Venus Williams moved towards the net in pursuit of a short return, a little stiffly because of her liberally taped left knee. Altering her stride when she saw the ball clip the net, she rolled her right ankle. Her anguished cry echoed through Melbourne Park’s John Cain Arena, causing the fans sprinkled throughout the stands to sit up straighter.
At that point, Williams, the grande dame of American tennis, trailed by 1-5 and 0-15 in the first set of her second-round match against Sara Errani of Italy. "I didn't understand what she had in the beginning," Errani said of the incident, adding: "I was scared." Errani said she pleaded with the chair umpire to do something. "I was telling him to go, please go to her," she said.
Williams (40), a seven-time Grand Slam singles champion and the oldest woman in this year's Australian Open, was down. But she was not out. Trainers were summoned, and Williams held back tears in back-to-back medical timeouts as her right ankle was taped and her left knee was mummified. At number 81 in the world, Williams was ranked 53 spots higher than Errani, a qualifier. Williams's streak of never having lost to a player outside the top 100 in 20 previous trips to the Australian Open was about to end. But in that moment on Wednesday, Errani was taking no chances. "I was thinking to be ready, that anything can happen," Errani said.
On Monday, Williams had dispatched Kirsten Flipkens to become the sixth woman in her 40s to win a main draw singles match at the Australian Open, joining a group that includes Billie Jean King. Asked afterwards if she thought of her age when she was on the court, she stared sternly at her inquisitor and asked: "Would it be front of mind for you?" "Not necessarily," he replied. "There you go," Williams said.
After her injury was treated on Wednesday, Williams rose and hobbled to her side of the court, dragging her left leg behind her. Somehow, she won two points before dropping her service game and consequently the first set, 6-1, in 44 minutes. During the changeover, Williams sat with her head in her hands, disconsolate. But she was not done. She gingerly rose and made swing and serving motions with her racket and shuffled from side to side as she tested her sore right ankle. And then she played on. Williams lost the first point of the next game after an 11-shot rally. She loped forward on the second point but netted her volley. She earned a point with a blistering return of a serve, then lost the game when, on the 11th shot of a rally, Errani landed a drop shot that Williams could not chase down.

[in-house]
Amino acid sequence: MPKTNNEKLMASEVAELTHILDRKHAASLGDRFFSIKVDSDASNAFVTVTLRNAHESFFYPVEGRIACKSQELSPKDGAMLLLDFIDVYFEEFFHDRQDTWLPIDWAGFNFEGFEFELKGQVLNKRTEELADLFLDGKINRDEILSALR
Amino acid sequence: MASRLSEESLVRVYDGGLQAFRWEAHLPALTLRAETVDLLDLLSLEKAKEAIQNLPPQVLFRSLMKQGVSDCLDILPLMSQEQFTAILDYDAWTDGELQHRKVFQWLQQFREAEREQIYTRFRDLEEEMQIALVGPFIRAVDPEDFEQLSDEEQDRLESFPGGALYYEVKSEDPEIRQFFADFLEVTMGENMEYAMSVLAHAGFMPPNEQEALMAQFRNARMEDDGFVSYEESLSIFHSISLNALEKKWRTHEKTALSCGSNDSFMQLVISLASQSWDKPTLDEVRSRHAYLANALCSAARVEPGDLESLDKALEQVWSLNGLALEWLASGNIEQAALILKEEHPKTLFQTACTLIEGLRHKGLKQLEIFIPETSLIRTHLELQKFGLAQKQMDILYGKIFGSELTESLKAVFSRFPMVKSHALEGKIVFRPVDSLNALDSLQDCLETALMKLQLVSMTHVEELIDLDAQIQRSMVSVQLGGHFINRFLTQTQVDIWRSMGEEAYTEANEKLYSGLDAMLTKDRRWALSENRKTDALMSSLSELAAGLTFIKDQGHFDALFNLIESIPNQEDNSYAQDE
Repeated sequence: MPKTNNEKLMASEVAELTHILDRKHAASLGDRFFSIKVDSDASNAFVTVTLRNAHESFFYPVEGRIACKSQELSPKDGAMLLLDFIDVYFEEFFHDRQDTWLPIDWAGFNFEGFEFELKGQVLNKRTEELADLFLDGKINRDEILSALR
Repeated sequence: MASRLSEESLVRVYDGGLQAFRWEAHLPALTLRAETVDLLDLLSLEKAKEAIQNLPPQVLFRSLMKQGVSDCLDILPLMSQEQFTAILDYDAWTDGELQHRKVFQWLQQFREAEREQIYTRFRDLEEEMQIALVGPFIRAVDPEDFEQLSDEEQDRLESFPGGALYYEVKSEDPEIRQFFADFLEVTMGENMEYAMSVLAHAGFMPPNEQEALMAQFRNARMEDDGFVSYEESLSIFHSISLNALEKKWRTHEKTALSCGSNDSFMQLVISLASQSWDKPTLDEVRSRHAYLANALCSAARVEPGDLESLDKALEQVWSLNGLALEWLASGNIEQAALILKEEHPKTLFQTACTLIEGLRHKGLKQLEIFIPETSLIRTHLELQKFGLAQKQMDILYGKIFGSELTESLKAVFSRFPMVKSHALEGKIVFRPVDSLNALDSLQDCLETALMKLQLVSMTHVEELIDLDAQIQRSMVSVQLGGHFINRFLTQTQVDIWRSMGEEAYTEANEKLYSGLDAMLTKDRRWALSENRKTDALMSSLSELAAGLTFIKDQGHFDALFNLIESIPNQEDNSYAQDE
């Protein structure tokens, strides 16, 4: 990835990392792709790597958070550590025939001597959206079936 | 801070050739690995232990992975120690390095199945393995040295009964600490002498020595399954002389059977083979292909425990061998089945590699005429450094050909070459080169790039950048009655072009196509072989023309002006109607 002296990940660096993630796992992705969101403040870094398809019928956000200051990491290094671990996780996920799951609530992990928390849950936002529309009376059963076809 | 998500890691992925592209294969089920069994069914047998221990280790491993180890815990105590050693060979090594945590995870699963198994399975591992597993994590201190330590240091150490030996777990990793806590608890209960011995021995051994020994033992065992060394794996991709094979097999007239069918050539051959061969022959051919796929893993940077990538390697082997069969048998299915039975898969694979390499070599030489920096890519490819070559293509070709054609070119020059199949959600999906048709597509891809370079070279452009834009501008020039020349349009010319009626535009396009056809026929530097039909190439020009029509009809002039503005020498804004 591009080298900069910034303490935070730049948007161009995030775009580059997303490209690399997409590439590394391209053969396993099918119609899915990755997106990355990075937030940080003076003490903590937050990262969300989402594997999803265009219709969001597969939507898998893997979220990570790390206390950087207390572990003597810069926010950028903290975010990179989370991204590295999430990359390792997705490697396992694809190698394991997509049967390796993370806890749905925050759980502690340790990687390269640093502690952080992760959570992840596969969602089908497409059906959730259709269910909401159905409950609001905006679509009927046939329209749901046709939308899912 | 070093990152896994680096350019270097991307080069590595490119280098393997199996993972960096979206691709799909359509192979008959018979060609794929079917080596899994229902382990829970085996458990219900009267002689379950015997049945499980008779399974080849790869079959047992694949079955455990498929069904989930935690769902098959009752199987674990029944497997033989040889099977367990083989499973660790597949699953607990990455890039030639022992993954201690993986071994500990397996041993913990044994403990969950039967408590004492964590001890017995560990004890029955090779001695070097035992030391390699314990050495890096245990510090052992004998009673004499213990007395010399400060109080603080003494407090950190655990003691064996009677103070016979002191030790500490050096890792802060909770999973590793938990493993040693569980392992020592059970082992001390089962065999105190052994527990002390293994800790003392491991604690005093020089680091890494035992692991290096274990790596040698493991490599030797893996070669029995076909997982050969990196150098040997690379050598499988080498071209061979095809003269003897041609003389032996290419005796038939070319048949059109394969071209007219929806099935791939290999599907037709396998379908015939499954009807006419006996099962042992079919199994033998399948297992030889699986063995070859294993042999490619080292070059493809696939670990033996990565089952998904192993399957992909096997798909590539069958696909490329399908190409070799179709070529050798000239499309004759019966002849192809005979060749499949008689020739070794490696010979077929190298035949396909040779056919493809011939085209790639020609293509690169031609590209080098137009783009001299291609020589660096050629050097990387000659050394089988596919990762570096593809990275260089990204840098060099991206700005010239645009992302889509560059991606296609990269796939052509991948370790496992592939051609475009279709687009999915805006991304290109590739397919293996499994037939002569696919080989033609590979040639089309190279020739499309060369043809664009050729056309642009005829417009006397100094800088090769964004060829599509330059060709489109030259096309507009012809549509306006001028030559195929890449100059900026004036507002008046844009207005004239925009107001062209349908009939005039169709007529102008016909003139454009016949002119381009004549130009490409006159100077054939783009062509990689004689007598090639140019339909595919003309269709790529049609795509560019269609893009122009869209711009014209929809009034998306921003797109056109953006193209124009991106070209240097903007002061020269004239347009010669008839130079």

Serving flat-footed, Williams was then broken at 30-40 with another drop shot, which she tracked down but returned long. Williams hung in – earning three break points in the next game and then saving two before losing her next service game. After Errani held her own serve again, Williams was down by 0-5. Serving to prolong the match, Williams had a game point at 40-30 but couldn’t convert it. She staved off two match points – the first with a forehand winner during a 13-shot rally – before Errani converted her third to win, 6-1, 6-0, in one hour and 15 minutes.
“Not really happy to win like that,” Errani said in an on-court interview. “I was so sorry for her.”
In a news conference afterwards, Errani said she focused as best she could “on my tennis and what I had to do and that’s it”. Williams, who declined an interview through the WTA, left the grounds.
Will Williams be back for a 22nd Australian Open? "I just like being here," she had said before this year's tournament, professing a love for Australia. "I never leave early. I usually always hang around after, you know, if it's not the result I wanted."
In 2017, Williams lost to her sister Serena in the final in Melbourne. Since finishing as the runner-up at Wimbledon and advancing to the semi-finals at the US Open later that same year, she has not advanced to the second weekend in singles at a Grand Slam. But earlier this week, she sounded as if she was not done trying.
After her victory against Flipkens, Williams had said: “I’m trying to get better every day. I think that no matter what happens to you in life, you always hold your head up high, you give a hundred million per cent. That’s what I do every single day. That’s something that I can be proud of.”
– New York Times Service